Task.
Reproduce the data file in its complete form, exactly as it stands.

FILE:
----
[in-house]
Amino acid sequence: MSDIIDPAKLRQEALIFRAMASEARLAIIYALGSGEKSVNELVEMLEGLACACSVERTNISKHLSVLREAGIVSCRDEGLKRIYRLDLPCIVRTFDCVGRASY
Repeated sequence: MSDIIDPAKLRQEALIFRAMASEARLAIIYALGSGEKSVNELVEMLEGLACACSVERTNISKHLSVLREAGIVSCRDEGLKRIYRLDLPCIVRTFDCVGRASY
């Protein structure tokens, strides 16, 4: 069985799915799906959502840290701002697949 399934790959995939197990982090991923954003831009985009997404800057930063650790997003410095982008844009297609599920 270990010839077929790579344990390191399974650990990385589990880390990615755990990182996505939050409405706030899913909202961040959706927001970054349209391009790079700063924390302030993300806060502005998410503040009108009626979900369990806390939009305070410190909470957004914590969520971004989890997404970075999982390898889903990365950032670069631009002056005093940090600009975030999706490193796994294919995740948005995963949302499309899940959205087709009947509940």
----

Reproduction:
[in-house]
Amino acid sequence: MSDIIDPAKLRQEALIFRAMASEARLAIIYALGSGEKSVNELVEMLEGLACACSVERTNISKHLSVLREAGIVSCRDEGLKRIYRLDLPCIVRTFDCVGRASY
Repeated sequence: MSDIIDPAKLRQEALIFRAMASEARLAIIYALGSGEKSVNELVEMLEGLACACSVERTNISKHLSVLREAGIVSCRDEGLKRIYRLDLPCIVRTFDCVGRASY
């Protein structure tokens, strides 16, 4: 069985799915799906959502840290701002697949 399934790959995939197990982090991923954003831009985009997404800057930063650790997003410095982008844009297609599920 270990010839077929790579344990390191399974650990990385589990880390990615755990990182996505939050409405706030899913909202961040959706927001970054349209391009790079700063924390302030993300806060502005998410503040009108009626979900369990806390939009305070410190909470957004914590969520971004989890997404970075999982390898889903990365950032670069631009002056005093940090600009975030999706490193796994294919995740948005995963949302499309899940959205087709009947509940």